Treatment & Procedures


Ischemic Stroke
An Ischemic Stroke is the result of an inadequate supply of blood and oxygen to the brain
Learn More

Ischemic Stroke
©2006 National
Stroke Assoc.

Hemorrhagic Stroke
Hemorrhagic stroke occurs when a blood vessel bursts in or around the brain. While less common than Ischemic strokes, hemorrhagic strokes are more deadly.
Learn More

Hemorrhagic Stroke
©2006 National
Stroke Assoc.
 

About Ischemic Stroke


Ischemic Stroke | Learn more about treatment options
An Ischemic Stroke is the result of an inadequate supply of blood and oxygen to the brain. Approximately 80 percent of strokes are ischemic. There are two types of ischemic strokes:
Thrombotic Stroke
Thrombotic
Embolic Stroke
Embolic



Thrombotic (cerebral thrombosis)
In a thrombotic stroke, a blood clot or thrombus forms in one of the brain's arteries and blocks the flow of blood to the brain. The cells in the affected area stop functioning and die quickly.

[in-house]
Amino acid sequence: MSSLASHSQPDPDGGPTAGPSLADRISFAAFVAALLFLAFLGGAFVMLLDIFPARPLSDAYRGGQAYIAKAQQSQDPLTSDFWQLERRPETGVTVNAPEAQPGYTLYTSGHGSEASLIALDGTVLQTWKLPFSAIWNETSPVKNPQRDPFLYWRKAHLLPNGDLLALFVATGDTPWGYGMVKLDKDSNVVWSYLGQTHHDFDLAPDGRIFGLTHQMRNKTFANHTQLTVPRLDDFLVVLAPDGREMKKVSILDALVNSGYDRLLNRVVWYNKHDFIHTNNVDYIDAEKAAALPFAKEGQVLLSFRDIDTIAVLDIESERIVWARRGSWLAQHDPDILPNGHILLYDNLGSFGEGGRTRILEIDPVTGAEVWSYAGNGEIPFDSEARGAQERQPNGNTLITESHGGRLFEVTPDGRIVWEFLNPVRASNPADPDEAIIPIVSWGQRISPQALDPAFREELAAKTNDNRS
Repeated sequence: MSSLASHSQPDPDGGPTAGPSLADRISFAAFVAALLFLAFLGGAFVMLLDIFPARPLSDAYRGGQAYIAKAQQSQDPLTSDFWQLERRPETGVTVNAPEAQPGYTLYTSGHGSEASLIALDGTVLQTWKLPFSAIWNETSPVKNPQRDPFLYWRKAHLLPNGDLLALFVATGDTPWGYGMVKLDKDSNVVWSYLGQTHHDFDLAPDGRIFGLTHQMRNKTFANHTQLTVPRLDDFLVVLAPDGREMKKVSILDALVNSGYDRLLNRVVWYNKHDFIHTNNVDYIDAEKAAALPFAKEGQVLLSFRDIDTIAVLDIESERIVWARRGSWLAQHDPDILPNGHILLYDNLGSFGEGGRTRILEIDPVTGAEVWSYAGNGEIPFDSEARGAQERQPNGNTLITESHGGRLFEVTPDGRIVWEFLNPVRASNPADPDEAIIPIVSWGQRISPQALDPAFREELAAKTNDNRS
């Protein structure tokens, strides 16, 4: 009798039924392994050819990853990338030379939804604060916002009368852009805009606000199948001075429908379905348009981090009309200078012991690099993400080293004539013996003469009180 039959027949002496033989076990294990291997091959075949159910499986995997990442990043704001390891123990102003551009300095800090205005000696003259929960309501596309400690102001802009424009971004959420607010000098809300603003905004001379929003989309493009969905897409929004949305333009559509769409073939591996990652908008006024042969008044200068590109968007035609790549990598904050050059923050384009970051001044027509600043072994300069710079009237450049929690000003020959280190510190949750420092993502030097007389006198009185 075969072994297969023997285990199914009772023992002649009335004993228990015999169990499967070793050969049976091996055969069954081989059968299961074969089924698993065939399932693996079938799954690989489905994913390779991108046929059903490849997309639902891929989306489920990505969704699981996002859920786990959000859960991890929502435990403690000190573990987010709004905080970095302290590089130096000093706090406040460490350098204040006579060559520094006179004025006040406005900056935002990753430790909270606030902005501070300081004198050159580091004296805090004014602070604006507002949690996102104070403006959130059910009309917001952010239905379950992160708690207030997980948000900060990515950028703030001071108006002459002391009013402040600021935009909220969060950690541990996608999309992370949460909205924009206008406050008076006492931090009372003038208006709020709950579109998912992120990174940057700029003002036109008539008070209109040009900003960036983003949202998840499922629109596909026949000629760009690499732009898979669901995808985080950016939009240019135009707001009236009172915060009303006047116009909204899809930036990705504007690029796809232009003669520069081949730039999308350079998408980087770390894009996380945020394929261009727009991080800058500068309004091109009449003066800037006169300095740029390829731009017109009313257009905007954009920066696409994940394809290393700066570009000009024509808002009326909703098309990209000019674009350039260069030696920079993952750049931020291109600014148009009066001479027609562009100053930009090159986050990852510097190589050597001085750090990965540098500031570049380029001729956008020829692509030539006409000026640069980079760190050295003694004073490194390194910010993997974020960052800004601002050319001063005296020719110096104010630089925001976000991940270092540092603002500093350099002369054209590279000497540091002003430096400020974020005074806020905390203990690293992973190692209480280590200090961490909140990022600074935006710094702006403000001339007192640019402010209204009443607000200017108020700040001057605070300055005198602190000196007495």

Embolic (cerebral embolism)
An embolic stroke occurs when a blood clot travels through the heart and lodges in a brain artery, impairing the flow of blood to the brain.

Transient Ischemic Attack (TIA) occurs from a thrombus or embolus that temporarily interrupts blood flow to a portion of the brain. TIA Symptoms occur in one third of stroke victims prior to the actual stroke. TIA should be considered as seriously as stroke.
Ischemic Stroke
Ischemic Stroke
VIEW MOVIE
(3 MB avi)